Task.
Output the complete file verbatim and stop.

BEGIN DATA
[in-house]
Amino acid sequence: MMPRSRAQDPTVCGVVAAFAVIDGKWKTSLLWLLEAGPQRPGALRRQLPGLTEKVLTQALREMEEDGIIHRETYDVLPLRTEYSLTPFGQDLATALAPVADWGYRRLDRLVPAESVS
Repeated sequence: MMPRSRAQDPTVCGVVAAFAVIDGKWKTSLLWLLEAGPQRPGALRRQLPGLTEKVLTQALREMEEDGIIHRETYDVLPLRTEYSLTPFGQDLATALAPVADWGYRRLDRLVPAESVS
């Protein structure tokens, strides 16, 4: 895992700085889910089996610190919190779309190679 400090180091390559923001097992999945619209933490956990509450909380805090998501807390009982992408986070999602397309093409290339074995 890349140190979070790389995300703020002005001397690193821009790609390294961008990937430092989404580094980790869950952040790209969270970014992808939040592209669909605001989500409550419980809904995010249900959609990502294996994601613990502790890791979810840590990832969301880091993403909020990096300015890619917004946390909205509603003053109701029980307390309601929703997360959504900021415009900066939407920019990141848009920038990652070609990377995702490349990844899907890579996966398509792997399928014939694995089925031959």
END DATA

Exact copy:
[in-house]
Amino acid sequence: MMPRSRAQDPTVCGVVAAFAVIDGKWKTSLLWLLEAGPQRPGALRRQLPGLTEKVLTQALREMEEDGIIHRETYDVLPLRTEYSLTPFGQDLATALAPVADWGYRRLDRLVPAESVS
Repeated sequence: MMPRSRAQDPTVCGVVAAFAVIDGKWKTSLLWLLEAGPQRPGALRRQLPGLTEKVLTQALREMEEDGIIHRETYDVLPLRTEYSLTPFGQDLATALAPVADWGYRRLDRLVPAESVS
């Protein structure tokens, strides 16, 4: 895992700085889910089996610190919190779309190679 400090180091390559923001097992999945619209933490956990509450909380805090998501807390009982992408986070999602397309093409290339074995 890349140190979070790389995300703020002005001397690193821009790609390294961008990937430092989404580094980790869950952040790209969270970014992808939040592209669909605001989500409550419980809904995010249900959609990502294996994601613990502790890791979810840590990832969301880091993403909020990096300015890619917004946390909205509603003053109701029980307390309601929703997360959504900021415009900066939407920019990141848009920038990652070609990377995702490349990844899907890579996966398509792997399928014939694995089925031959």